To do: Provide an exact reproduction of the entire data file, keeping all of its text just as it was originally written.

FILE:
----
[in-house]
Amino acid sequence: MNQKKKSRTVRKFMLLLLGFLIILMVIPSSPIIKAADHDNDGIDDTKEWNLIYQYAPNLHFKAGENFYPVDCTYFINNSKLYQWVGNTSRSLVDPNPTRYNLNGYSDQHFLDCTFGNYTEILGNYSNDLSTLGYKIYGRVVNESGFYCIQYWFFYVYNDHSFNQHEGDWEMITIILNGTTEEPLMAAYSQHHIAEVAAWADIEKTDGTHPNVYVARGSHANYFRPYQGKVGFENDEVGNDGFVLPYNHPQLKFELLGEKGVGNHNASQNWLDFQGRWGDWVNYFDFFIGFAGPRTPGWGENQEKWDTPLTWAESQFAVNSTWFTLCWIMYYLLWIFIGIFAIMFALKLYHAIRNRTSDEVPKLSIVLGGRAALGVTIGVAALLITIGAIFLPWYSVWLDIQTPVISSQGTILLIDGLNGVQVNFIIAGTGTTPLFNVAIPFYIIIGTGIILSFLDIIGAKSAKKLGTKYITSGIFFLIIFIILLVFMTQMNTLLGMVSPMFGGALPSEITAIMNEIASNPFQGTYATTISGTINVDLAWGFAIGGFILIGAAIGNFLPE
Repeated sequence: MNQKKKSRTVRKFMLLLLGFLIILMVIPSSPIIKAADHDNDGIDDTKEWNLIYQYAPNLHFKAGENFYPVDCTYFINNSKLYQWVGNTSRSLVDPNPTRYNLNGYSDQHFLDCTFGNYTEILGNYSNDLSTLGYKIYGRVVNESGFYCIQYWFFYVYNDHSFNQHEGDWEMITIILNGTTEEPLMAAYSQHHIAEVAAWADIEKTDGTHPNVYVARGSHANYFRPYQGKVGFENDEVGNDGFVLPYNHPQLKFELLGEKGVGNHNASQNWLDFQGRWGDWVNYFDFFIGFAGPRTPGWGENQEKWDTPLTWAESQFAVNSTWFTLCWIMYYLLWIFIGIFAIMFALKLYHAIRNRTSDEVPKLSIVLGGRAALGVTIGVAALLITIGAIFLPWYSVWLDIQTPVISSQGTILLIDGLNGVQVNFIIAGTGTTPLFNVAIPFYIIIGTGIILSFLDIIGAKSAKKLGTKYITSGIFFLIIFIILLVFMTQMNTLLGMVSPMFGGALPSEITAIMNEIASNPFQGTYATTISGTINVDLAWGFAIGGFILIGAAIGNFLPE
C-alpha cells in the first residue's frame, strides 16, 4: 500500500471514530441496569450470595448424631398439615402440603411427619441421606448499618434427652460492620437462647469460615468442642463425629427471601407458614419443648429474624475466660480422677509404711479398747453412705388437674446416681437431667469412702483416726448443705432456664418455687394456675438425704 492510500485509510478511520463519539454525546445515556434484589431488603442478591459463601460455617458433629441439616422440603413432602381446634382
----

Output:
[in-house]
Amino acid sequence: MNQKKKSRTVRKFMLLLLGFLIILMVIPSSPIIKAADHDNDGIDDTKEWNLIYQYAPNLHFKAGENFYPVDCTYFINNSKLYQWVGNTSRSLVDPNPTRYNLNGYSDQHFLDCTFGNYTEILGNYSNDLSTLGYKIYGRVVNESGFYCIQYWFFYVYNDHSFNQHEGDWEMITIILNGTTEEPLMAAYSQHHIAEVAAWADIEKTDGTHPNVYVARGSHANYFRPYQGKVGFENDEVGNDGFVLPYNHPQLKFELLGEKGVGNHNASQNWLDFQGRWGDWVNYFDFFIGFAGPRTPGWGENQEKWDTPLTWAESQFAVNSTWFTLCWIMYYLLWIFIGIFAIMFALKLYHAIRNRTSDEVPKLSIVLGGRAALGVTIGVAALLITIGAIFLPWYSVWLDIQTPVISSQGTILLIDGLNGVQVNFIIAGTGTTPLFNVAIPFYIIIGTGIILSFLDIIGAKSAKKLGTKYITSGIFFLIIFIILLVFMTQMNTLLGMVSPMFGGALPSEITAIMNEIASNPFQGTYATTISGTINVDLAWGFAIGGFILIGAAIGNFLPE
Repeated sequence: MNQKKKSRTVRKFMLLLLGFLIILMVIPSSPIIKAADHDNDGIDDTKEWNLIYQYAPNLHFKAGENFYPVDCTYFINNSKLYQWVGNTSRSLVDPNPTRYNLNGYSDQHFLDCTFGNYTEILGNYSNDLSTLGYKIYGRVVNESGFYCIQYWFFYVYNDHSFNQHEGDWEMITIILNGTTEEPLMAAYSQHHIAEVAAWADIEKTDGTHPNVYVARGSHANYFRPYQGKVGFENDEVGNDGFVLPYNHPQLKFELLGEKGVGNHNASQNWLDFQGRWGDWVNYFDFFIGFAGPRTPGWGENQEKWDTPLTWAESQFAVNSTWFTLCWIMYYLLWIFIGIFAIMFALKLYHAIRNRTSDEVPKLSIVLGGRAALGVTIGVAALLITIGAIFLPWYSVWLDIQTPVISSQGTILLIDGLNGVQVNFIIAGTGTTPLFNVAIPFYIIIGTGIILSFLDIIGAKSAKKLGTKYITSGIFFLIIFIILLVFMTQMNTLLGMVSPMFGGALPSEITAIMNEIASNPFQGTYATTISGTINVDLAWGFAIGGFILIGAAIGNFLPE
C-alpha cells in the first residue's frame, strides 16, 4: 500500500471514530441496569450470595448424631398439615402440603411427619441421606448499618434427652460492620437462647469460615468442642463425629427471601407458614419443648429474624475466660480422677509404711479398747453412705388437674446416681437431667469412702483416726448443705432456664418455687394456675438425704 492510500485509510478511520463519539454525546445515556434484589431488603442478591459463601460455617458433629441439616422440603413432602381446634382